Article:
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Coaching trees are a part of American parlance that have crept into Australian sport, and none more so than the indigenous game of Australian rules footy.
The NFL, for all its history and grandeur, was only inaugurated in 1966 when the precursor league merged with a rival league, coincidentally called the AFL, to form a dual-conference national league that has undergone significant expansion yet remains largely intact today.
As with many aspects, the derivative Australian Football League has borrowed, imitated, innovated and even brought intellectual property from their American counterparts, with the draft, free agency, trades and all manner of contract law relating to player management.
Yet it has possibly been our coaches who have studied their American counterparts the most closely, looking for any advantage that can get the most out of their players and mimicking the off-field administrative set-ups that feature general managers and line coaches, which were terms unknown to the AFL in years past.
(Photo by Daniel Pockett/Getty Images)
The best NFL coaching trees are like Christmas trees, shining with Super Bowl rings and Lombardi Trophies.
Bill Walsh did not become a head coach until he was 47, but his legacy was winning three Super Bowls, passing the baton to his assistant, George Seifert, who won another pair of rings for the 49ers. In just ten years as head coach, Walsh had six assistants who went on to either win a Super Bowl or groom an assistant who went on to win titles.
But Walsh also came up through famous coaching trees himself, including Paul Brown, founder of the Cincinnati Bengals, whose roots came from Brown’s sacking from Ohio’s other team, the Cleveland Browns (yes, NFL nomenclature is confusing).
Legendary coach Bill Belichick comes from the Bill Parcells tree (NFL has a lot of Bills), who he spent 12 years under at the double title winning New York Giants before moving into head coaching at the Cleveland Browns where he defeated his former mentor in a playoff game.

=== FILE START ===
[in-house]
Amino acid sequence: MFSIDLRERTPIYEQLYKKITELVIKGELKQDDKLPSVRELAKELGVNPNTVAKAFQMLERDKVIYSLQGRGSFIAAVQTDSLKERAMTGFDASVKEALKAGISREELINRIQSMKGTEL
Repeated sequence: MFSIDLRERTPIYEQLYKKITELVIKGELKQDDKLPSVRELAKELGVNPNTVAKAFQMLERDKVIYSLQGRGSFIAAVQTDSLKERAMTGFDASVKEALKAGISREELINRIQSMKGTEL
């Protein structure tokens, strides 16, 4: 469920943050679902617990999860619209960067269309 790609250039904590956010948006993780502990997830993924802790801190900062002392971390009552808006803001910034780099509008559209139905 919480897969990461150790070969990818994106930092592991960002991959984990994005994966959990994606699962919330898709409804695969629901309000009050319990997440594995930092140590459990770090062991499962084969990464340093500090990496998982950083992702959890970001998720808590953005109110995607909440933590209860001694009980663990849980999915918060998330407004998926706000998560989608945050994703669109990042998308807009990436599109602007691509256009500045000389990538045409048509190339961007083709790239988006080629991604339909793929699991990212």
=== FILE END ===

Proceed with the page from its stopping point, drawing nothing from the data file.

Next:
And in one of the most tumultuous weeks in NFL history, he was made redundant as the Browns had their franchise moved to Baltimore after being told he would be the inaugural Ravens coach. But he’s since won six Super Bowls and proven all doubters wrong.
So how does the AFL compare? Which of our coaches has had such an effect on the game in the modern era and where did they get their coaching philosophies?
(Photo by Graham Denholm/AFL Photos via Getty Images)
Undoubtedly, we can look at Damien Hardwick and Alastair Clarkson as dynastic coaches, the latter of whom has even produced AFL coaches. In fact, Hardwick is a disciple of Clarkson himself, yet both had influences from Mark Williams at Port, who is the son of the SANFL’s most successful coach in history, Fos Williams.
Leigh Matthews achieved the task of winning four premierships as coach of Collingwood and Brisbane, while Mick Malthouse coached four clubs, winning flags at two of them. However, it is both their legacy and history that tells an equally fascinating tale of where they got their AFL credentials from and how they passed them on.
Even Matthews will tell you that it was Kevin Sheedy’s four flags that were the real achievement given the eras were so far apart, so it shouldn’t surprise that the Sheedy coaching tree is already significant and his own mentors were some of the giants of the VFL.
So where do Chris Fagan and David Noble fit into all this? Both are Tasmanians, neither were successful in top-flight footy as players, yet as Bill Walsh showed in the ’80s, age is no barrier to coaching success and it would not surprise if both of those fellows had copies of Walsh’s numerous books on their shelves.
Such a rich vein of history deserves proper treatment and could never fit into a single article. This offering is mainly intended to gauge interest, mine for ideas and build up some enthusiasm for future articles that go much further into each coaching tree history.